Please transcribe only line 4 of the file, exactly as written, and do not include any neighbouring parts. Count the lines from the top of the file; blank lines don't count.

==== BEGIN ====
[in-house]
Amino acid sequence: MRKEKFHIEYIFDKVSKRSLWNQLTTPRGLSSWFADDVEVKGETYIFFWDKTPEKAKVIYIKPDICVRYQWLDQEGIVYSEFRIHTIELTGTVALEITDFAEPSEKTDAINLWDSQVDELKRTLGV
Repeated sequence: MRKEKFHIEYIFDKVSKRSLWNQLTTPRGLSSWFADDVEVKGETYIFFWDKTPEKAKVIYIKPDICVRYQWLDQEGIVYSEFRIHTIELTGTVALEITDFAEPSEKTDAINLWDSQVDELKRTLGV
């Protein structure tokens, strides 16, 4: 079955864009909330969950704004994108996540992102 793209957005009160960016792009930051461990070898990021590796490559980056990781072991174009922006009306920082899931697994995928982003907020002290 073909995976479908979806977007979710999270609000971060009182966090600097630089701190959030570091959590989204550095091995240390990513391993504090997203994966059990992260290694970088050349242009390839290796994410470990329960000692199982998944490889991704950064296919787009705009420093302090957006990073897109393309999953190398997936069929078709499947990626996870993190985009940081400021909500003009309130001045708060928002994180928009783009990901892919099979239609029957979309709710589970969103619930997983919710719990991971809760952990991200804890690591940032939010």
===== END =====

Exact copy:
């Protein structure tokens, strides 16, 4: 079955864009909330969950704004994108996540992102 793209957005009160960016792009930051461990070898990021590796490559980056990781072991174009922006009306920082899931697994995928982003907020002290 073909995976479908979806977007979710999270609000971060009182966090600097630089701190959030570091959590989204550095091995240390990513391993504090997203994966059990992260290694970088050349242009390839290796994410470990329960000692199982998944490889991704950064296919787009705009420093302090957006990073897109393309999953190398997936069929078709499947990626996870993190985009940081400021909500003009309130001045708060928002994180928009783009990901892919099979239609029957979309709710589970969103619930997983919710719990991971809760952990991200804890690591940032939010």